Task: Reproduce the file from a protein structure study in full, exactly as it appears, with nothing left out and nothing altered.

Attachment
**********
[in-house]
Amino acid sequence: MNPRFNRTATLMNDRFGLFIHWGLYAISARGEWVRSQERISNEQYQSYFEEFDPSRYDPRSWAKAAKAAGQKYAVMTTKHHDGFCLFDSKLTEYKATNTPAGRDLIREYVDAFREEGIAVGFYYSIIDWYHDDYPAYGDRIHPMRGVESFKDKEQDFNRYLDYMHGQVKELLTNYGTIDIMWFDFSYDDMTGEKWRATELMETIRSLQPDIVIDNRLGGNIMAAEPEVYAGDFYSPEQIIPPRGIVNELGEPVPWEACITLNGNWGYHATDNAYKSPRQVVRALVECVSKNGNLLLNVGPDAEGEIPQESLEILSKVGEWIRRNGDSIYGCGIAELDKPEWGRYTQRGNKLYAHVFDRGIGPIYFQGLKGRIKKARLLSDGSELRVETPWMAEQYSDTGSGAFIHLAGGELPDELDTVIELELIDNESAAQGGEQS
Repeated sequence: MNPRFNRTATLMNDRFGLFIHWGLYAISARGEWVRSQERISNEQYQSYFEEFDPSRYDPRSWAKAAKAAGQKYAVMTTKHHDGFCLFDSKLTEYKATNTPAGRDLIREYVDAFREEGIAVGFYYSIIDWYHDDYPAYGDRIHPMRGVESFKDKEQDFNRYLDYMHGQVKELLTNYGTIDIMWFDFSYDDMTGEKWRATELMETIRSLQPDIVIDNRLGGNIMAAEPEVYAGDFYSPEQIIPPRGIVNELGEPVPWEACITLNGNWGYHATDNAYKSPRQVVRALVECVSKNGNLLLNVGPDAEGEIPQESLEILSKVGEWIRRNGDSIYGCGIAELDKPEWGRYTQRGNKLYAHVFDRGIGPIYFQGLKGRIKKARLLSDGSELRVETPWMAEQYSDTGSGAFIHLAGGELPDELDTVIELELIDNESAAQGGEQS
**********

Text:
[in-house]
Amino acid sequence: MNPRFNRTATLMNDRFGLFIHWGLYAISARGEWVRSQERISNEQYQSYFEEFDPSRYDPRSWAKAAKAAGQKYAVMTTKHHDGFCLFDSKLTEYKATNTPAGRDLIREYVDAFREEGIAVGFYYSIIDWYHDDYPAYGDRIHPMRGVESFKDKEQDFNRYLDYMHGQVKELLTNYGTIDIMWFDFSYDDMTGEKWRATELMETIRSLQPDIVIDNRLGGNIMAAEPEVYAGDFYSPEQIIPPRGIVNELGEPVPWEACITLNGNWGYHATDNAYKSPRQVVRALVECVSKNGNLLLNVGPDAEGEIPQESLEILSKVGEWIRRNGDSIYGCGIAELDKPEWGRYTQRGNKLYAHVFDRGIGPIYFQGLKGRIKKARLLSDGSELRVETPWMAEQYSDTGSGAFIHLAGGELPDELDTVIELELIDNESAAQGGEQS
Repeated sequence: MNPRFNRTATLMNDRFGLFIHWGLYAISARGEWVRSQERISNEQYQSYFEEFDPSRYDPRSWAKAAKAAGQKYAVMTTKHHDGFCLFDSKLTEYKATNTPAGRDLIREYVDAFREEGIAVGFYYSIIDWYHDDYPAYGDRIHPMRGVESFKDKEQDFNRYLDYMHGQVKELLTNYGTIDIMWFDFSYDDMTGEKWRATELMETIRSLQPDIVIDNRLGGNIMAAEPEVYAGDFYSPEQIIPPRGIVNELGEPVPWEACITLNGNWGYHATDNAYKSPRQVVRALVECVSKNGNLLLNVGPDAEGEIPQESLEILSKVGEWIRRNGDSIYGCGIAELDKPEWGRYTQRGNKLYAHVFDRGIGPIYFQGLKGRIKKARLLSDGSELRVETPWMAEQYSDTGSGAFIHLAGGELPDELDTVIELELIDNESAAQGGEQS